If you were one of the many Bates students who utilized air travel as a means of returning home for the holidays, consider the following: was the pilot of your plane a woman? When the plane took off from the runway and the anticipated “This is your captain speaking. We have now reached our cruising altitude…” sounded overhead, did the voice of the captain belong to a female? Statistically, the answer to this question is no. In fact, it’s likely that one is not able to conjure a memory of ever boarding a plane that was flown by a female pilot.
Women make up a mere five percent of the approximate 600,000 active airline pilots in the United States. What is even more remarkable is that, unlike other professions in which female representation has increased, the percentage of working female pilots is actually less than it was thirty years ago. A spike in the percentage of female pilots occurred in the second half of the 20th century, rising from just over 4,000 female pilots in 1960 to almost 27,000 in 1980.
But the surge of women in aviation seemed to hit a virtual standstill in the thirty years from 1980 to 2010; about 28,000 female pilots are working in the U.S. today, marking a very slight increase since 1980. Additionally, there are only 450 “airline captains” worldwide, or pilots that direct all of a flight’s crewmembers.
The underrepresentation of women in aviation can be explained in part through the difficult process required for becoming a pilot. Due to the fact that flight school is expensive, with an estimated price tag of $100,000 for each student, many commercial pilots obtain pilot certification through the military. But women are also incredibly outnumbered in the American military; only about 700 of the 14,000 current military pilots are female.
Not too long ago in our country’s history, numerous professional fields were predominantly male, however a variety of factors, including a cultural shift away from female domesticity, have promoted an increasing number of women in traditionally “male” occupations. In a time when we pride ourselves on gender progress and equality, we too often forget that some occupations still very much operate under a ceiling made of glass.
Women make up the majority of current American college students. Many suspect that a woman will soon serve as President of the United States. Competitive professions in medicine, law, journalism, and management have all experienced an increase in female-filled positions. But where are the female pilots?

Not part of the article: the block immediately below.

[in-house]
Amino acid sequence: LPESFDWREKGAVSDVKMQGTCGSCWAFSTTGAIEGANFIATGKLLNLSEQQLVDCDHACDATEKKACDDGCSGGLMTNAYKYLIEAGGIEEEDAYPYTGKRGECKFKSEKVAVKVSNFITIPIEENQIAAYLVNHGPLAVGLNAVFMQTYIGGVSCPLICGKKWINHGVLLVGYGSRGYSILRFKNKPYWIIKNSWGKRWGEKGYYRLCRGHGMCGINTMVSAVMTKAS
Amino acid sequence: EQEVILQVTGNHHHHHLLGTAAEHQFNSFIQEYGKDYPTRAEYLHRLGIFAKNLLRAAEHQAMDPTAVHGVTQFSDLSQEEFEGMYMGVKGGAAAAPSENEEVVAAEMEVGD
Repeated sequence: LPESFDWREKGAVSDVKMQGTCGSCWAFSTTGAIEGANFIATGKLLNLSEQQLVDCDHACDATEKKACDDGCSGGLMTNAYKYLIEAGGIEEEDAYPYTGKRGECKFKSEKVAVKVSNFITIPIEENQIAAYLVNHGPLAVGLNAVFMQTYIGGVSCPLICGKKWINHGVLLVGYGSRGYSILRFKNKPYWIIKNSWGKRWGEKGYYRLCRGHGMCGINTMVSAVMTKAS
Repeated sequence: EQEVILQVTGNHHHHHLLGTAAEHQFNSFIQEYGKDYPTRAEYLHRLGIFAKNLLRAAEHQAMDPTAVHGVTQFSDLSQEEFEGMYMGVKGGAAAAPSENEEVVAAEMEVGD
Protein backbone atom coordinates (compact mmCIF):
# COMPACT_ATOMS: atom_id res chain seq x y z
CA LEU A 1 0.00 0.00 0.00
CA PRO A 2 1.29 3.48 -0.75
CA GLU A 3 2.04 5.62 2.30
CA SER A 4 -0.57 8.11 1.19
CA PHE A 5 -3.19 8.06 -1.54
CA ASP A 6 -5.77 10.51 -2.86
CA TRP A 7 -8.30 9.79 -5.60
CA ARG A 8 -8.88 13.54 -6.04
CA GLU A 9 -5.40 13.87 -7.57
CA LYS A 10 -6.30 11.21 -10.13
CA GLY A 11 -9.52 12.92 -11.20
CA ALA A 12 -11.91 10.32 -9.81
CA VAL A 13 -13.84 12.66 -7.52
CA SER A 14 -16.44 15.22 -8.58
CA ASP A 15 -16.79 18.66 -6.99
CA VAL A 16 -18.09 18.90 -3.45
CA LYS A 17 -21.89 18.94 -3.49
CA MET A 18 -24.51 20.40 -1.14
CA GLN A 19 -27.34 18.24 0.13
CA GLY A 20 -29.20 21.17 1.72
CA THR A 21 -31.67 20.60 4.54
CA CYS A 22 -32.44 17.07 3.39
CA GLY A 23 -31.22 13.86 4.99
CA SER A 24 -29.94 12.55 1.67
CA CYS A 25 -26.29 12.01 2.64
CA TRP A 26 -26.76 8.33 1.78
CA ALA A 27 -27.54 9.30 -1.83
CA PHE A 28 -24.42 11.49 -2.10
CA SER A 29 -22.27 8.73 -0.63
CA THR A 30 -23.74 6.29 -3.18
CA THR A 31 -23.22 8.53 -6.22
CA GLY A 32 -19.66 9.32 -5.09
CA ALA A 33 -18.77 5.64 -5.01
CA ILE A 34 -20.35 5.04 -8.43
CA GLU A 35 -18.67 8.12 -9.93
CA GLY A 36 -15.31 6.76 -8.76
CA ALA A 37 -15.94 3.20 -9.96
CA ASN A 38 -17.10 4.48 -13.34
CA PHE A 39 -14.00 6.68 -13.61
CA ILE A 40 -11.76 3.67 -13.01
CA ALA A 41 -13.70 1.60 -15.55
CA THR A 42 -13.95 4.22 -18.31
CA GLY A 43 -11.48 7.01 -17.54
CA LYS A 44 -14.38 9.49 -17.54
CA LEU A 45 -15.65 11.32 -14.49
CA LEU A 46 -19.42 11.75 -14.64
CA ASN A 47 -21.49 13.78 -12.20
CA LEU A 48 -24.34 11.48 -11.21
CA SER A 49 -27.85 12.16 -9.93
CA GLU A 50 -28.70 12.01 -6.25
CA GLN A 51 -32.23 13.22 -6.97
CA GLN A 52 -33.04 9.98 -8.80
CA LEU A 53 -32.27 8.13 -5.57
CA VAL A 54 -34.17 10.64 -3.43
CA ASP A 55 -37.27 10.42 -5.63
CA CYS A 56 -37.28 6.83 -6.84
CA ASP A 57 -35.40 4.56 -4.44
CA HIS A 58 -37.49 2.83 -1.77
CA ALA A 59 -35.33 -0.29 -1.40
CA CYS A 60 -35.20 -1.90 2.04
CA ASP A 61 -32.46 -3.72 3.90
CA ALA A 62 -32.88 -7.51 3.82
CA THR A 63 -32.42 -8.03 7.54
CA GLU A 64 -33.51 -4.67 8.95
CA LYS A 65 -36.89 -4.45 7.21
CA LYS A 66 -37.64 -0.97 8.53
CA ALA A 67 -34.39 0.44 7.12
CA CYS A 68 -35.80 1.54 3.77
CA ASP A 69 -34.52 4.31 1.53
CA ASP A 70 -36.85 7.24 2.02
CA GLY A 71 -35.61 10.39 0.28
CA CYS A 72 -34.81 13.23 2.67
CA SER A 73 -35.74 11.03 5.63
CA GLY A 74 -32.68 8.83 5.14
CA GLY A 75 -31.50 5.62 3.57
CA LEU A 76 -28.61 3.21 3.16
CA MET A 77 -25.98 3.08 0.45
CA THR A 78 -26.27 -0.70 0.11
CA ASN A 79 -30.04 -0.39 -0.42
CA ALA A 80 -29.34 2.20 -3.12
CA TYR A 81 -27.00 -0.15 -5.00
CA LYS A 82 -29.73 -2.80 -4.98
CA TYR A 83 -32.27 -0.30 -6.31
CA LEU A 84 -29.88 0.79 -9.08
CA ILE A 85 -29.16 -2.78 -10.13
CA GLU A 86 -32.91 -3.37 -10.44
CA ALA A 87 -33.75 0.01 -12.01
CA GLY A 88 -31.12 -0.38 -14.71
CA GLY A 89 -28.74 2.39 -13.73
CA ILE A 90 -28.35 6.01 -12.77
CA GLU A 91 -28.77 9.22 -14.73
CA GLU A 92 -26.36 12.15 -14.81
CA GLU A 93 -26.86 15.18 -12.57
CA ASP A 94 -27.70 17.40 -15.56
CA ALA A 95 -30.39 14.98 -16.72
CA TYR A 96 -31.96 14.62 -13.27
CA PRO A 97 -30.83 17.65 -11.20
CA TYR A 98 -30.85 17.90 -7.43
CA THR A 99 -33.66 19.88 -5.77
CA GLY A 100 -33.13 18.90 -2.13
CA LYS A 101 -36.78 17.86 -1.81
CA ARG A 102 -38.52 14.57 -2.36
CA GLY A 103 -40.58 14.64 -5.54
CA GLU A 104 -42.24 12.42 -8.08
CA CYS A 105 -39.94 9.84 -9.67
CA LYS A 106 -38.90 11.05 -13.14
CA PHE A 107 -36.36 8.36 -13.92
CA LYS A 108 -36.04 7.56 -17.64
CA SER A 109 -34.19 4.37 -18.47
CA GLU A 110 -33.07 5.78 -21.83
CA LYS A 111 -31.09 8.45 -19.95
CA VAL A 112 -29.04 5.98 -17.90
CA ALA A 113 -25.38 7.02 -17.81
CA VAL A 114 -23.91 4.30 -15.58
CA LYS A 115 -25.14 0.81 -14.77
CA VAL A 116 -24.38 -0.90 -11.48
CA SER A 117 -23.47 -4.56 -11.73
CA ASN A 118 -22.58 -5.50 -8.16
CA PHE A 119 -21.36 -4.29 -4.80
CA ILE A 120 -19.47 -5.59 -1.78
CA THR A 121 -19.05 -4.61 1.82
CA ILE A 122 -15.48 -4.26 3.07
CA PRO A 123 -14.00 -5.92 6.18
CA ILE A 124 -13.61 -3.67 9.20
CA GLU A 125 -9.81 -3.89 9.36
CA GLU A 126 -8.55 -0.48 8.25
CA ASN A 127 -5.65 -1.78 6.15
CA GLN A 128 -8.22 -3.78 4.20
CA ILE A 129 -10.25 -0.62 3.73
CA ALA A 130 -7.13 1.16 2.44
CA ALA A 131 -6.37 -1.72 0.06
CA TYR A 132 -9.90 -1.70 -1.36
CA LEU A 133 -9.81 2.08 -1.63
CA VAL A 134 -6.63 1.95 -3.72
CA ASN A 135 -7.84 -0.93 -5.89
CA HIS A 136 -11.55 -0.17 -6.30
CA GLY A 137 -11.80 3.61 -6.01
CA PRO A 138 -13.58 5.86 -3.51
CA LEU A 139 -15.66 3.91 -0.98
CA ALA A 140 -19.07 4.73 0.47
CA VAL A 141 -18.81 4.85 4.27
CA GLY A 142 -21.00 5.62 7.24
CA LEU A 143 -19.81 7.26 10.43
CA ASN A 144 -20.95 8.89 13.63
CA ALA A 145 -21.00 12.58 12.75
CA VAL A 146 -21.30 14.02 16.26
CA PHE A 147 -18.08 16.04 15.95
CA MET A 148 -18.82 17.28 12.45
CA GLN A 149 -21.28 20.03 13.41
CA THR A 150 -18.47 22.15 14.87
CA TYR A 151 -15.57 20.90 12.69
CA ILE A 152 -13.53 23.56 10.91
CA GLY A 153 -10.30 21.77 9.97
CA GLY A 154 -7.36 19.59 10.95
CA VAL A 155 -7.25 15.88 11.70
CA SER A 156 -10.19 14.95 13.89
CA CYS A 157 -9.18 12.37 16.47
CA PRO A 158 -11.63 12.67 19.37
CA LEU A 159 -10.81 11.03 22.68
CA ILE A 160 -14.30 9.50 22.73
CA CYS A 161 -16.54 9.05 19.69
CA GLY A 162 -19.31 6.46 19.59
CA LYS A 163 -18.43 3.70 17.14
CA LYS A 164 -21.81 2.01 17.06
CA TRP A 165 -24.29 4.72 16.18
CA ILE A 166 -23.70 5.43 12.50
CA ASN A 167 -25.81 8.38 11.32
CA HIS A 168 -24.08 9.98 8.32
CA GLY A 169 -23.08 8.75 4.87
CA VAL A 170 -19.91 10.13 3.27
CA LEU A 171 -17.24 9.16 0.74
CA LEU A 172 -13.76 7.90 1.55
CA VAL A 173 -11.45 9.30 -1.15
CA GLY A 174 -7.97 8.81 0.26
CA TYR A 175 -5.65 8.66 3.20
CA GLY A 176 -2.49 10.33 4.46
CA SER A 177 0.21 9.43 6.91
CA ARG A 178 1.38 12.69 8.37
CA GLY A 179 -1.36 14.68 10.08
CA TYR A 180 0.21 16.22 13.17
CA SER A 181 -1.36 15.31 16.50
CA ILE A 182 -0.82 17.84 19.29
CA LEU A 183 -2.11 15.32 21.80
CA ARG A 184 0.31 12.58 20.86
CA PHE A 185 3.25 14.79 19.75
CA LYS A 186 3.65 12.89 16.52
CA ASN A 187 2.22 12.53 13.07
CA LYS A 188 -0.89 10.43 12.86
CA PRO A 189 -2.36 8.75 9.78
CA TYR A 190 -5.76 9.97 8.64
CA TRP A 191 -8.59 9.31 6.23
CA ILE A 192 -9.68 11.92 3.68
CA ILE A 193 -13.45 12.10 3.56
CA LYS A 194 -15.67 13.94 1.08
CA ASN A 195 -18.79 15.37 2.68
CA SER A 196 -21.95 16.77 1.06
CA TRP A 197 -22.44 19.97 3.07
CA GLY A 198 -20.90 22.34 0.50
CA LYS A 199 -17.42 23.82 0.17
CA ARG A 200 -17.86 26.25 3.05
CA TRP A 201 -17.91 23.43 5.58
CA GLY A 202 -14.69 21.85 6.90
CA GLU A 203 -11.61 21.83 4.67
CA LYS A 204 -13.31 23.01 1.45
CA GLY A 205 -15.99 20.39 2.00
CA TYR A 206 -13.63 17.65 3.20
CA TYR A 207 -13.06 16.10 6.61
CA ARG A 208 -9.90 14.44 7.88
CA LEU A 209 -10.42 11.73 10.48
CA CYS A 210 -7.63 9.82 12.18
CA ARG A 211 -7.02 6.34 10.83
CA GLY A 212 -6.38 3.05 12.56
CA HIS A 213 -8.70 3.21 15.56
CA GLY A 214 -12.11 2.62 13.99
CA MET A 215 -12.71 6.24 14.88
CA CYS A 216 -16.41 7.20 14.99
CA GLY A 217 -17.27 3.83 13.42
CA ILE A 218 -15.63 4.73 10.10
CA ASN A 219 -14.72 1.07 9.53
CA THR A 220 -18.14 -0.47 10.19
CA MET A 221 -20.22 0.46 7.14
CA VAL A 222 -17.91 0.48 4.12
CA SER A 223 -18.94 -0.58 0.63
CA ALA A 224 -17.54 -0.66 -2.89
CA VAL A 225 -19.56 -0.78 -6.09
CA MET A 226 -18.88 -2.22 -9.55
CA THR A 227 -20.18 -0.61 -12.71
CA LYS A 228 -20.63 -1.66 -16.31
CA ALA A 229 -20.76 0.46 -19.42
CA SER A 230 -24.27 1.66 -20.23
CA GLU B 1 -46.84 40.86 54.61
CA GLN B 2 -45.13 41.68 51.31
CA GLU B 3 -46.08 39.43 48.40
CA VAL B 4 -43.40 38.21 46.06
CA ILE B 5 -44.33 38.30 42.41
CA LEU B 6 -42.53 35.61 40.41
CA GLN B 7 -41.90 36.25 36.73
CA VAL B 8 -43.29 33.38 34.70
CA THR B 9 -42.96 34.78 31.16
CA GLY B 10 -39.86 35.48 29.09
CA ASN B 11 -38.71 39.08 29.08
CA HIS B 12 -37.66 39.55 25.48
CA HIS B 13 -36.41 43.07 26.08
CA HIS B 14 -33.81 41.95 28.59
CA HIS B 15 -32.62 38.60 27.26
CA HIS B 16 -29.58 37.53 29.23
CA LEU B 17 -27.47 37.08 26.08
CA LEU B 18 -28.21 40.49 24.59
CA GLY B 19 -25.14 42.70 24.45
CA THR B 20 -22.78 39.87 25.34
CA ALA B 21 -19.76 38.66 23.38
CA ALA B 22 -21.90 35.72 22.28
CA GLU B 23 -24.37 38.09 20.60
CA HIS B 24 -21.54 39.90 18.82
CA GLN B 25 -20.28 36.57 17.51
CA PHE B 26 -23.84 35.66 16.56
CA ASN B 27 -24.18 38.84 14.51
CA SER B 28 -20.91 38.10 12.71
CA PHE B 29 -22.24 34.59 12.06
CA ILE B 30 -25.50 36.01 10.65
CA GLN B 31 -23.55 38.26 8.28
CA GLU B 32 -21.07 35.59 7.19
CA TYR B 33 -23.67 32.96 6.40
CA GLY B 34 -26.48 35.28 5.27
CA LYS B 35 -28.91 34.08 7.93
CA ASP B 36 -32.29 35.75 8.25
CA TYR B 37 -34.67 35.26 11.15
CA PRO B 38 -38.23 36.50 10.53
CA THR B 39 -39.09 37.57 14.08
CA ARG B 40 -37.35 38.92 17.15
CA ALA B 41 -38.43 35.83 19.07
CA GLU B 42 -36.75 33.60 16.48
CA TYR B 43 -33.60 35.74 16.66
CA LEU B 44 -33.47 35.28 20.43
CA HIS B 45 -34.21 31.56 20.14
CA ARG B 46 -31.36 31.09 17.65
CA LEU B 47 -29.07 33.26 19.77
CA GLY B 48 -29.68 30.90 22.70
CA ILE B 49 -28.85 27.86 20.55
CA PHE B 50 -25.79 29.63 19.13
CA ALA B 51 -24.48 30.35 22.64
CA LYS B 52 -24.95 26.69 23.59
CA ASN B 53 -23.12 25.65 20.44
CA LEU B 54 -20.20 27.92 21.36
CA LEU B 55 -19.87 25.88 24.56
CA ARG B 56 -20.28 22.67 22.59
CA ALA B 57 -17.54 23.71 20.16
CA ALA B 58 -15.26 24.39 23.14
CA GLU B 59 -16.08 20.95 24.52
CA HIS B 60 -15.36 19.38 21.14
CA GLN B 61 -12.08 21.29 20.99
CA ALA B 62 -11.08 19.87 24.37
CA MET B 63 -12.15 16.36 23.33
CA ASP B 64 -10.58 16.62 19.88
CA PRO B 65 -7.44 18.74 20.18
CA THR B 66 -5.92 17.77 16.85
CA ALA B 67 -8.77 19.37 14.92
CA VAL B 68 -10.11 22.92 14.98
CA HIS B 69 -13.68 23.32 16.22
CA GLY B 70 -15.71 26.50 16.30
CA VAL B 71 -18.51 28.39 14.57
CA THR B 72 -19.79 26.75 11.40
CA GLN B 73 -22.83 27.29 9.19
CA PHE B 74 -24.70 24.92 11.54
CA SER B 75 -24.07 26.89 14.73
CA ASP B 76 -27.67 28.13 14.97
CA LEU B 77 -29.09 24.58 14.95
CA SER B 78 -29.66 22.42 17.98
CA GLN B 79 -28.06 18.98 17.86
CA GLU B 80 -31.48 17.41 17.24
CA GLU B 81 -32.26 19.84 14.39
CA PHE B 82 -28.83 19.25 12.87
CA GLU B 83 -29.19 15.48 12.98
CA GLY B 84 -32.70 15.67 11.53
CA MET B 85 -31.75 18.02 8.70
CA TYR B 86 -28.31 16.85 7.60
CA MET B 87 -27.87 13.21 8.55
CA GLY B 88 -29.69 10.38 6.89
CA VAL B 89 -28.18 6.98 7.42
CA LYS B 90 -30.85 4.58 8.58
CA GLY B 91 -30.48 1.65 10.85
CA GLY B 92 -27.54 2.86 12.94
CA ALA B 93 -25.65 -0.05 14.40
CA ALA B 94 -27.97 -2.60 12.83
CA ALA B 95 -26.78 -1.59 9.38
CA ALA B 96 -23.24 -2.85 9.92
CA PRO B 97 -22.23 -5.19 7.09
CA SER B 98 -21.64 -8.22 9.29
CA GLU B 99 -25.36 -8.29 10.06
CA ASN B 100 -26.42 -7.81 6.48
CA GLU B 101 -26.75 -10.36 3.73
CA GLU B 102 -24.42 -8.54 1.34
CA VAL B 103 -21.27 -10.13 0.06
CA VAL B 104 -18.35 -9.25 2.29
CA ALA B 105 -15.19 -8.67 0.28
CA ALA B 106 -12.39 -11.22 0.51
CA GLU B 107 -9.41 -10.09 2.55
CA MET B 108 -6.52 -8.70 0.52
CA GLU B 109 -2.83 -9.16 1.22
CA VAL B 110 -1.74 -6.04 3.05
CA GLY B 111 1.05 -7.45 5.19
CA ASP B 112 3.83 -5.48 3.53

If you have in fact been on a commercial flight with a female pilot, did you stop and note that her voice seemed out of place? Did the pilot’s status as a woman contradict a precipitated assumption that the voice would likely belong to that of a male? And furthermore, did the surprise of a female pilot cause you to feel at all unsafe or less secure than you would if the pilot was a man?
American Airlines pilot Angela Masson recalls an anecdote in a CNN report in which a male passenger approached her and explained that he would not be boarding her flight, as he suffered from fear of flying and he did not feel secure with a woman in the pilot’s seat. It’s distressing to think that many airline passengers might share the same sentiment, but with only five percent of airline pilots being women, most customers will never be faced with such a circumstance.
Coming across a female pilot might seem out of place only because it would disagree with all previous experiences and not the result of any rational reason for why women would not possess the same aptitude for directing an airplane.
The small fraction of females in aviation is a mark of professional realms that continue to be predominately male operated. The point of interest, however, is not simply a recognition of slanted gender statistics but rather an aspiration that perhaps, with time, a woman in a traditionally “male” profession such as aviation will not be regarded as something unusual.
It is important to acknowledge that not only are some aspects of our society still significantly gendered, but that these facets can only be altered when we allow our predetermined expectations to stand open to modification. There is no glaring explanation for why flight passengers have such a remote chance of encountering a woman flying a commercial airplane. What does exist, however, is the expectation that the pilot will be male.